If you lag 2 steps, the first two rows will be null etc.
For this example, the index is already unique but you may want to check this for other data to avoid unintended consequences.
Lag one variable across multiple groups — using “unstack” methodThis method is slightly more involved because there are several groups, but manageable because only one variable needs to be lagged.
Overall, we should be aware that we want to index the data first, then unstack to separate the groups before applying the lag function.
Failure to do this will actually do the wrong thing to your data.
For example, it may shift the last value of the previous group onto the first value of the next group, thus mixing data across groups.
Imagine if the groups were states and the variable was population over time in years.
If you make such a mistake, it will be like assuming that the population of Pennsylvania in its latter years, influences that of Rhode Island in its earlier years because these states are next to each other, alphabetically.
Which makes no sense.
This can be a huge pitfall and will lead to completely wrong analysis.
So, set the index to be your dates and groups.
Then pull out the groups using unstack and then shift the columns just like in the previous approach.
For more information on stacking, unstacking tricks see my other article here.
Now stack back the groups into the rows.
Notice how you can keep the null values and then do whatever you want to them (replace, drop etc.
)I chose to keep the null/missing values and rearrange the data for illustrative purposesdf.
sort_values("group")OK, if you were following closely, you will notice that this method could also works for many variables across many groups, but I wanted to save this scenario for a different technique, using groupby instead in the next section.
So, you could stop reading here and use the method above.
But you are curious, so we proceed…3.
Lag multiple variables distributed across multiple groups, simultaneously — using “groupby” methodThis method relies on the pandas groupby function combined with all the tricks we have learned in the previous methods.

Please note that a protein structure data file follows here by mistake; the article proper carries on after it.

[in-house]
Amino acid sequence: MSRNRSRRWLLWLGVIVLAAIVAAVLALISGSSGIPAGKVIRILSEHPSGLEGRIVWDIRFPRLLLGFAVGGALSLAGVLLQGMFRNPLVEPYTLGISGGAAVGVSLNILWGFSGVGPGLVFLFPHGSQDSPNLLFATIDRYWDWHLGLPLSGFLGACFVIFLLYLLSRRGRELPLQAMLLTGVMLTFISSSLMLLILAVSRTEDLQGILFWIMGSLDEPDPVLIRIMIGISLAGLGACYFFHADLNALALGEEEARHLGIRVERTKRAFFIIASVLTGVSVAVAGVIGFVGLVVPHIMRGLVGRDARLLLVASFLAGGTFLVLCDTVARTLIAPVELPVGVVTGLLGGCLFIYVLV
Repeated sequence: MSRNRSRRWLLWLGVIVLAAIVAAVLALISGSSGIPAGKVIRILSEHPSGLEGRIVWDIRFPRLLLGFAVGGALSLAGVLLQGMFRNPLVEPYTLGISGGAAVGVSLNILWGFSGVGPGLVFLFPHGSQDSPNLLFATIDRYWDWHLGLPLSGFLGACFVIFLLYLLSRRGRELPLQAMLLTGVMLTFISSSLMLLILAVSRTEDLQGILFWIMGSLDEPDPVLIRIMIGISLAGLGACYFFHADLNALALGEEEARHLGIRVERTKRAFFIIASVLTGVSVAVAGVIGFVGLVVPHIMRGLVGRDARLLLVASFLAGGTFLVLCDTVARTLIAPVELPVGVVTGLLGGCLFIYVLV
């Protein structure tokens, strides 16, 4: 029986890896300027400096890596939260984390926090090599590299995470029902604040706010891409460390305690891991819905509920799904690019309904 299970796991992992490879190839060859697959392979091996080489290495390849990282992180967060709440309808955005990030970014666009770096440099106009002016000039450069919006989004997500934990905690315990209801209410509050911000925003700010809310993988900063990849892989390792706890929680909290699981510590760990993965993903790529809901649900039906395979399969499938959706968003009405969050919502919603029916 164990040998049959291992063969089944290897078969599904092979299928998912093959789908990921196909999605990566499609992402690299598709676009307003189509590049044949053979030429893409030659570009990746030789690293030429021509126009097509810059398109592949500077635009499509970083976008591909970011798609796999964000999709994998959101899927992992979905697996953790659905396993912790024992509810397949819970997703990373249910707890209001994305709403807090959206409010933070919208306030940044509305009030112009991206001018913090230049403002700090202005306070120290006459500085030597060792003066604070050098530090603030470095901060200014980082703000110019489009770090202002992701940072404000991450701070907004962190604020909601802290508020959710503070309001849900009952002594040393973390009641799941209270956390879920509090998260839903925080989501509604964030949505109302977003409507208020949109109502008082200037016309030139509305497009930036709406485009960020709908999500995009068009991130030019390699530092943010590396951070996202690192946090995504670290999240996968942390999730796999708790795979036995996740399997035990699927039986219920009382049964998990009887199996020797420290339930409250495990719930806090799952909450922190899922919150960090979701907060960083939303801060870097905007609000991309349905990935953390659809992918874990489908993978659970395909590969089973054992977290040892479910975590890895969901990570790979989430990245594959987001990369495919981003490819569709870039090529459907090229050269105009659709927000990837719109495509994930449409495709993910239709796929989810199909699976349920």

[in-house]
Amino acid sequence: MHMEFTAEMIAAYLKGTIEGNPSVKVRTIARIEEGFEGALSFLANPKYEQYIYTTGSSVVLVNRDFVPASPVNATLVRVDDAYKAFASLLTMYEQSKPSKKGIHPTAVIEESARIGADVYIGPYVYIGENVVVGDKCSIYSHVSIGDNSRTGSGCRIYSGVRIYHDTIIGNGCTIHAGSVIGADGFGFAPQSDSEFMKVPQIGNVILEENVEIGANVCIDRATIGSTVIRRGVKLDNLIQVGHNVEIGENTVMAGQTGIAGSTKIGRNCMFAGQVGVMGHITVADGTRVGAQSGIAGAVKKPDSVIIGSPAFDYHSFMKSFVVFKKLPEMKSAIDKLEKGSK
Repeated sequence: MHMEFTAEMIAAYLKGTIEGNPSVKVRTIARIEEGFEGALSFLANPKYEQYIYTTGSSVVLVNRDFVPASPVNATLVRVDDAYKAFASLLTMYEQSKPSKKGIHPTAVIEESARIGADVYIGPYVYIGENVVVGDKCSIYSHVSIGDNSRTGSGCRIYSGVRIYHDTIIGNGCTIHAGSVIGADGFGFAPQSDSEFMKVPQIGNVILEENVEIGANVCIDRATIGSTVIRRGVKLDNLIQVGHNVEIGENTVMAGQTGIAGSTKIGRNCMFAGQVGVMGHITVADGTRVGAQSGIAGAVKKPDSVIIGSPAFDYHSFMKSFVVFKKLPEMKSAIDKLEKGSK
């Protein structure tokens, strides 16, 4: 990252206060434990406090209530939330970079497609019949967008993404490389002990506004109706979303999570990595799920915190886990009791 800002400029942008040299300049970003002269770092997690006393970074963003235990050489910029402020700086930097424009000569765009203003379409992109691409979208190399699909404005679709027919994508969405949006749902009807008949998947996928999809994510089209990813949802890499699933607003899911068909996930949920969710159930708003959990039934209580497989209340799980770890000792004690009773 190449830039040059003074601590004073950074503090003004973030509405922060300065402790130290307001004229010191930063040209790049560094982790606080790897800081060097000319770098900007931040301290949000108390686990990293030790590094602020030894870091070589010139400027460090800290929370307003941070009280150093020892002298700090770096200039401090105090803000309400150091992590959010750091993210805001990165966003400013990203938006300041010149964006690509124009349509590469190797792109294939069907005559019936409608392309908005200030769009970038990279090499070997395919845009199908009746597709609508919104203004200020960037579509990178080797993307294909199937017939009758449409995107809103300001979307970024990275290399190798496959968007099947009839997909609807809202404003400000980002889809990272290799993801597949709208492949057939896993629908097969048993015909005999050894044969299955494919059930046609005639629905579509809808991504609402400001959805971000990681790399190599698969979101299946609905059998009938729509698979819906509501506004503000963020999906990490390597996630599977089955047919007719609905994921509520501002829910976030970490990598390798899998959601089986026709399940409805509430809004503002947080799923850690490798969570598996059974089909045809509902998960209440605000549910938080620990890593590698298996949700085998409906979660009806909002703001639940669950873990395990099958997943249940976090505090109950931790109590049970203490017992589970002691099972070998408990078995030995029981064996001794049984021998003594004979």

So I will not spend time explaining the concepts we have already covered.
The key steps are grouping the data using the “group” column; making a function that sorts, indexes on date and shifts the data in each group, then iterating over the groupby object to apply the function to each group.
Finally, we use handy list comprehension and then concatenate this list back to its original format.
Some cool concepts used in this approach are:Assign: I recently discovered is the “assign” method available to dataframes.
It cleans up your code, allowing you to generate a new column and assign new values to it without having to use an intermediate dataframe.
It automatically returns a copy of the data.
Method-chaining: The function also uses parenthesis in the return statement in order to allow method chaining, another way to write clean, legible code.
Group the data:grouped_df = df_combo.
groupby(["group"])Make Function with assign and method-chaining:Apply function to each group using list comprehension then concatenate vertically:dflist = [lag_by_group(g, grouped_df.
get_group(g)) for g in grouped_df.
reset_index())There you go!.Three different approaches for lagging your time series.
There may be more out there e.
you could just shift the data by x steps then delete the first x steps of each group , but I think the above solutions are instead more robust and flexible, allowing you to then do whatever you want with the null values.
Let me know what you think below.